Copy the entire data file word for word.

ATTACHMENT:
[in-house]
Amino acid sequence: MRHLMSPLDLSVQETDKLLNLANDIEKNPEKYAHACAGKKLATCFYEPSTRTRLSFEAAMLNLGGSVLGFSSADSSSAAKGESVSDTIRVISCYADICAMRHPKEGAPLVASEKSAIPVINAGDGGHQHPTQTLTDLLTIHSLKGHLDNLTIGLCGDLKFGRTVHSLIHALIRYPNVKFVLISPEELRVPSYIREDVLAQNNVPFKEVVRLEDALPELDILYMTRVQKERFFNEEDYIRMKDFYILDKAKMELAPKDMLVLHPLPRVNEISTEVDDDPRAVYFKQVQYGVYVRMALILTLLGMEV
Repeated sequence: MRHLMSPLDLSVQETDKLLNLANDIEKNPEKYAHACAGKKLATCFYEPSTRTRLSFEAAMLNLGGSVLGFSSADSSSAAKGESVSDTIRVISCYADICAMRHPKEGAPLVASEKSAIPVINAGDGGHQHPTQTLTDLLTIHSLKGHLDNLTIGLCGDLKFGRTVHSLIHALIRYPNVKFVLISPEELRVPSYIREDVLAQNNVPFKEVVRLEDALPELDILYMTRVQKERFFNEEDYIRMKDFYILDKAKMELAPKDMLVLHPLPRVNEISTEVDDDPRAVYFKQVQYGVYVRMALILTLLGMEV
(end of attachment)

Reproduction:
[in-house]
Amino acid sequence: MRHLMSPLDLSVQETDKLLNLANDIEKNPEKYAHACAGKKLATCFYEPSTRTRLSFEAAMLNLGGSVLGFSSADSSSAAKGESVSDTIRVISCYADICAMRHPKEGAPLVASEKSAIPVINAGDGGHQHPTQTLTDLLTIHSLKGHLDNLTIGLCGDLKFGRTVHSLIHALIRYPNVKFVLISPEELRVPSYIREDVLAQNNVPFKEVVRLEDALPELDILYMTRVQKERFFNEEDYIRMKDFYILDKAKMELAPKDMLVLHPLPRVNEISTEVDDDPRAVYFKQVQYGVYVRMALILTLLGMEV
Repeated sequence: MRHLMSPLDLSVQETDKLLNLANDIEKNPEKYAHACAGKKLATCFYEPSTRTRLSFEAAMLNLGGSVLGFSSADSSSAAKGESVSDTIRVISCYADICAMRHPKEGAPLVASEKSAIPVINAGDGGHQHPTQTLTDLLTIHSLKGHLDNLTIGLCGDLKFGRTVHSLIHALIRYPNVKFVLISPEELRVPSYIREDVLAQNNVPFKEVVRLEDALPELDILYMTRVQKERFFNEEDYIRMKDFYILDKAKMELAPKDMLVLHPLPRVNEISTEVDDDPRAVYFKQVQYGVYVRMALILTLLGMEV